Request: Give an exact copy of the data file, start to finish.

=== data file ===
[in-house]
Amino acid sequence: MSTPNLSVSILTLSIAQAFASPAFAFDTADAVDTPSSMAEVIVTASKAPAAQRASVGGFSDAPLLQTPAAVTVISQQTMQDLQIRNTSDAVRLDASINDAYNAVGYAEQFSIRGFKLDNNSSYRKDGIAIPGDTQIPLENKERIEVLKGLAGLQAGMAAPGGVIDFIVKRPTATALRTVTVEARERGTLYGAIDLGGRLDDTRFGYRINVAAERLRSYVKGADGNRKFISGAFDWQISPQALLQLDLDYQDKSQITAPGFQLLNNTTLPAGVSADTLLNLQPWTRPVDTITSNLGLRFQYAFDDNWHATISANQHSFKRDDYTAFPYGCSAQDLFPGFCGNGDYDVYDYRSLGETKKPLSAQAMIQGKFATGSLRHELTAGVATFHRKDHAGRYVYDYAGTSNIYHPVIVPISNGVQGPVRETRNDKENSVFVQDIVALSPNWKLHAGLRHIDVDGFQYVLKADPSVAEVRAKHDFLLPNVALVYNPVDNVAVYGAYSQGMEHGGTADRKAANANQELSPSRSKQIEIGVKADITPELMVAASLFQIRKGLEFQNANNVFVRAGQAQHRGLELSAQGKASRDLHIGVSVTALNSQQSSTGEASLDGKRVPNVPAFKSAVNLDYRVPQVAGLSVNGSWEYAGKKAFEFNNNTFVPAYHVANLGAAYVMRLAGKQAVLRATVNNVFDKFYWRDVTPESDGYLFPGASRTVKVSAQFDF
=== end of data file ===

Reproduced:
[in-house]
Amino acid sequence: MSTPNLSVSILTLSIAQAFASPAFAFDTADAVDTPSSMAEVIVTASKAPAAQRASVGGFSDAPLLQTPAAVTVISQQTMQDLQIRNTSDAVRLDASINDAYNAVGYAEQFSIRGFKLDNNSSYRKDGIAIPGDTQIPLENKERIEVLKGLAGLQAGMAAPGGVIDFIVKRPTATALRTVTVEARERGTLYGAIDLGGRLDDTRFGYRINVAAERLRSYVKGADGNRKFISGAFDWQISPQALLQLDLDYQDKSQITAPGFQLLNNTTLPAGVSADTLLNLQPWTRPVDTITSNLGLRFQYAFDDNWHATISANQHSFKRDDYTAFPYGCSAQDLFPGFCGNGDYDVYDYRSLGETKKPLSAQAMIQGKFATGSLRHELTAGVATFHRKDHAGRYVYDYAGTSNIYHPVIVPISNGVQGPVRETRNDKENSVFVQDIVALSPNWKLHAGLRHIDVDGFQYVLKADPSVAEVRAKHDFLLPNVALVYNPVDNVAVYGAYSQGMEHGGTADRKAANANQELSPSRSKQIEIGVKADITPELMVAASLFQIRKGLEFQNANNVFVRAGQAQHRGLELSAQGKASRDLHIGVSVTALNSQQSSTGEASLDGKRVPNVPAFKSAVNLDYRVPQVAGLSVNGSWEYAGKKAFEFNNNTFVPAYHVANLGAAYVMRLAGKQAVLRATVNNVFDKFYWRDVTPESDGYLFPGASRTVKVSAQFDF